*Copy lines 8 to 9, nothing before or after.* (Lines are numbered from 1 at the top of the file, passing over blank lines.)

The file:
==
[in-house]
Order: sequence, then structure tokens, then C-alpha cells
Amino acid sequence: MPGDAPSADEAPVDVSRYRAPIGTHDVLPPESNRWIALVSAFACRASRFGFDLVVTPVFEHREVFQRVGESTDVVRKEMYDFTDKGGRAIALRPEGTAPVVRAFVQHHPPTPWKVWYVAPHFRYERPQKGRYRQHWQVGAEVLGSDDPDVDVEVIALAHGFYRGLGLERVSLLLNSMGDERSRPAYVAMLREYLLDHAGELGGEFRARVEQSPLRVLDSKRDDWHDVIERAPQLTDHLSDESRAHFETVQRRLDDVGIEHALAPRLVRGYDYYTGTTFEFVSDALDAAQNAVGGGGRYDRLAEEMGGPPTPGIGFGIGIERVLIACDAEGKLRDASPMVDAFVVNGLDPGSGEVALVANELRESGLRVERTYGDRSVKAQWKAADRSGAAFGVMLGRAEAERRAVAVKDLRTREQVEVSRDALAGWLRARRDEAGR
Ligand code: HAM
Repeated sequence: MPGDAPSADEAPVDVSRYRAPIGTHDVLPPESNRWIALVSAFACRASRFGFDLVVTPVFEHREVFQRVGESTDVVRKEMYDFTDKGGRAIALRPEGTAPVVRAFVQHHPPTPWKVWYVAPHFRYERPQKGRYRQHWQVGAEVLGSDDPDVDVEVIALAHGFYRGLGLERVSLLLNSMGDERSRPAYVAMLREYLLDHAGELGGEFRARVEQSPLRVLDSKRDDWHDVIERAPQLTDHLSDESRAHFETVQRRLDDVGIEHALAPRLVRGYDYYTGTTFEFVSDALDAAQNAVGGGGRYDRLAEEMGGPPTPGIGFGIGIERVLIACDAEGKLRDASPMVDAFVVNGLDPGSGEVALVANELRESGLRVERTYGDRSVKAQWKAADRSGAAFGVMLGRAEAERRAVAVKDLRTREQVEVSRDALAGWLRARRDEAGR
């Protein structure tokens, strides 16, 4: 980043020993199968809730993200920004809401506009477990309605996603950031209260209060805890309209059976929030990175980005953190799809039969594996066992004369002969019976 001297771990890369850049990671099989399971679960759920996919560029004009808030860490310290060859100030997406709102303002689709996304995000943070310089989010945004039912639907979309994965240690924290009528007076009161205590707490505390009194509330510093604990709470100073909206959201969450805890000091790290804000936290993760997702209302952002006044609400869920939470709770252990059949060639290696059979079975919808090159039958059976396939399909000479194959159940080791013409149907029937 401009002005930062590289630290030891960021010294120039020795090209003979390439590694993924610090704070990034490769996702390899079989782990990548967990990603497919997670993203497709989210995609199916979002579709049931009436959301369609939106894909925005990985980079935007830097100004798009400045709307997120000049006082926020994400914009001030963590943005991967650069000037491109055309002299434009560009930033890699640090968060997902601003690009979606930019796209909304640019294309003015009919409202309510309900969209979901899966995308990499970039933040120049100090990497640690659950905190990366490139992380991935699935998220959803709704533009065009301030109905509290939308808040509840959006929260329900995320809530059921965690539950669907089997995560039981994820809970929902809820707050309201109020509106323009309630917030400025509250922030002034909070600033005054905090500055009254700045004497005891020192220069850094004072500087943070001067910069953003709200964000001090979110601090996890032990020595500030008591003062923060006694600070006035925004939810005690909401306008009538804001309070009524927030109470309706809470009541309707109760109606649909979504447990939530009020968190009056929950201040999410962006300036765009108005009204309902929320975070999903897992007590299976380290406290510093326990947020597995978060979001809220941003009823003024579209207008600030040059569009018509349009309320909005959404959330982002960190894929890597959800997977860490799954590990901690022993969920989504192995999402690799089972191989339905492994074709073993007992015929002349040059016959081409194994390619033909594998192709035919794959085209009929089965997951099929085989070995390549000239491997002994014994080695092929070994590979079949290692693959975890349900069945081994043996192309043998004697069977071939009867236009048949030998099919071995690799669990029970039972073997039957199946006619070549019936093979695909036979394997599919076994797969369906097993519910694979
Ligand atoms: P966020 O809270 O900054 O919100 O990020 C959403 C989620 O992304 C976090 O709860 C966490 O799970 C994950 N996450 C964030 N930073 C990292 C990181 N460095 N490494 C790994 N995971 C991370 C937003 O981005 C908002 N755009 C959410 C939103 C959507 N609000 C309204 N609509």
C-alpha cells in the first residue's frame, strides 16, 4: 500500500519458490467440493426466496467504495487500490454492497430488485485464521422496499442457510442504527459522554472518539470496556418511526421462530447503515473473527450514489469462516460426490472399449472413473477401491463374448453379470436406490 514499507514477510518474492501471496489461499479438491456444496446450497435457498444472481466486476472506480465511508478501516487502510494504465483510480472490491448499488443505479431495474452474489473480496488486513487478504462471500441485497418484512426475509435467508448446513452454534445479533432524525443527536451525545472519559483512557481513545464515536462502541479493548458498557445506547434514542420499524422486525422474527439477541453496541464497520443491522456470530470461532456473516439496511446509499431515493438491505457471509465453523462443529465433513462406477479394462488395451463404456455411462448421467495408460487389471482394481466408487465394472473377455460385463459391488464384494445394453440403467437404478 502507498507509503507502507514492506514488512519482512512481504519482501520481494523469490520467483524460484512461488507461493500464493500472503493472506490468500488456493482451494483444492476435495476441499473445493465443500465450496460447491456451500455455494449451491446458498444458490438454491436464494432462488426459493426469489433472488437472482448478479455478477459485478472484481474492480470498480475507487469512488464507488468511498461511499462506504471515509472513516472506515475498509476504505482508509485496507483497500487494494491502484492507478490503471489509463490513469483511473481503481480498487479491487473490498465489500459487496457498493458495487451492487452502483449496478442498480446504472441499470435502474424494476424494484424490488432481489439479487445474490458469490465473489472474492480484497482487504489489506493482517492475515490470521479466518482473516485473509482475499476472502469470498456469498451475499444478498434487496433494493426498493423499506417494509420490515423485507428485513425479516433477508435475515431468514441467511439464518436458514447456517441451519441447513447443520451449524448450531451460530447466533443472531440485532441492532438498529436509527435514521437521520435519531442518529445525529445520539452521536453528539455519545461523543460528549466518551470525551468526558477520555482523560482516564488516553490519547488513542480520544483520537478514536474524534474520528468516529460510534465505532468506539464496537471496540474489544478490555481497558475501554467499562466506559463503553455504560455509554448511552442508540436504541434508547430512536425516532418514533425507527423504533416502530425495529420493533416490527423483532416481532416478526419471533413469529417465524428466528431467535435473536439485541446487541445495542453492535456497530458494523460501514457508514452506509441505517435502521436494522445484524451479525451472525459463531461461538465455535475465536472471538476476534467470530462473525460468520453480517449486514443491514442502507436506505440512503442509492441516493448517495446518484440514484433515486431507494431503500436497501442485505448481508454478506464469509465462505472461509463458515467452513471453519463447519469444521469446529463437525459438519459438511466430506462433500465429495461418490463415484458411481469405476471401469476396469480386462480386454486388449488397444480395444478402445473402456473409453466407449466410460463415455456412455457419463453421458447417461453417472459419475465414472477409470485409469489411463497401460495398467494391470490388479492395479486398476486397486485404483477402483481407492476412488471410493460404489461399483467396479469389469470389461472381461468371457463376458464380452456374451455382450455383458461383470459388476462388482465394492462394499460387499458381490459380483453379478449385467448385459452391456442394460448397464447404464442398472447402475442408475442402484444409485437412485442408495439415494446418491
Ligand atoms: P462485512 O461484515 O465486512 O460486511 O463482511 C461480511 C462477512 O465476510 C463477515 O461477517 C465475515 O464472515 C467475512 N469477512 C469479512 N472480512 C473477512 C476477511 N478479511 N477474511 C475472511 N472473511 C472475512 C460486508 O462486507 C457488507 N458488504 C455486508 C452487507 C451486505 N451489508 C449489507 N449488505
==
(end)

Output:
C-alpha cells in the first residue's frame, strides 16, 4: 500500500519458490467440493426466496467504495487500490454492497430488485485464521422496499442457510442504527459522554472518539470496556418511526421462530447503515473473527450514489469462516460426490472399449472413473477401491463374448453379470436406490 514499507514477510518474492501471496489461499479438491456444496446450497435457498444472481466486476472506480465511508478501516487502510494504465483510480472490491448499488443505479431495474452474489473480496488486513487478504462471500441485497418484512426475509435467508448446513452454534445479533432524525443527536451525545472519559483512557481513545464515536462502541479493548458498557445506547434514542420499524422486525422474527439477541453496541464497520443491522456470530470461532456473516439496511446509499431515493438491505457471509465453523462443529465433513462406477479394462488395451463404456455411462448421467495408460487389471482394481466408487465394472473377455460385463459391488464384494445394453440403467437404478 502507498507509503507502507514492506514488512519482512512481504519482501520481494523469490520467483524460484512461488507461493500464493500472503493472506490468500488456493482451494483444492476435495476441499473445493465443500465450496460447491456451500455455494449451491446458498444458490438454491436464494432462488426459493426469489433472488437472482448478479455478477459485478472484481474492480470498480475507487469512488464507488468511498461511499462506504471515509472513516472506515475498509476504505482508509485496507483497500487494494491502484492507478490503471489509463490513469483511473481503481480498487479491487473490498465489500459487496457498493458495487451492487452502483449496478442498480446504472441499470435502474424494476424494484424490488432481489439479487445474490458469490465473489472474492480484497482487504489489506493482517492475515490470521479466518482473516485473509482475499476472502469470498456469498451475499444478498434487496433494493426498493423499506417494509420490515423485507428485513425479516433477508435475515431468514441467511439464518436458514447456517441451519441447513447443520451449524448450531451460530447466533443472531440485532441492532438498529436509527435514521437521520435519531442518529445525529445520539452521536453528539455519545461523543460528549466518551470525551468526558477520555482523560482516564488516553490519547488513542480520544483520537478514536474524534474520528468516529460510534465505532468506539464496537471496540474489544478490555481497558475501554467499562466506559463503553455504560455509554448511552442508540436504541434508547430512536425516532418514533425507527423504533416502530425495529420493533416490527423483532416481532416478526419471533413469529417465524428466528431467535435473536439485541446487541445495542453492535456497530458494523460501514457508514452506509441505517435502521436494522445484524451479525451472525459463531461461538465455535475465536472471538476476534467470530462473525460468520453480517449486514443491514442502507436506505440512503442509492441516493448517495446518484440514484433515486431507494431503500436497501442485505448481508454478506464469509465462505472461509463458515467452513471453519463447519469444521469446529463437525459438519459438511466430506462433500465429495461418490463415484458411481469405476471401469476396469480386462480386454486388449488397444480395444478402445473402456473409453466407449466410460463415455456412455457419463453421458447417461453417472459419475465414472477409470485409469489411463497401460495398467494391470490388479492395479486398476486397486485404483477402483481407492476412488471410493460404489461399483467396479469389469470389461472381461468371457463376458464380452456374451455382450455383458461383470459388476462388482465394492462394499460387499458381490459380483453379478449385467448385459452391456442394460448397464447404464442398472447402475442408475442402484444409485437412485442408495439415494446418491
Ligand atoms: P462485512 O461484515 O465486512 O460486511 O463482511 C461480511 C462477512 O465476510 C463477515 O461477517 C465475515 O464472515 C467475512 N469477512 C469479512 N472480512 C473477512 C476477511 N478479511 N477474511 C475472511 N472473511 C472475512 C460486508 O462486507 C457488507 N458488504 C455486508 C452487507 C451486505 N451489508 C449489507 N449488505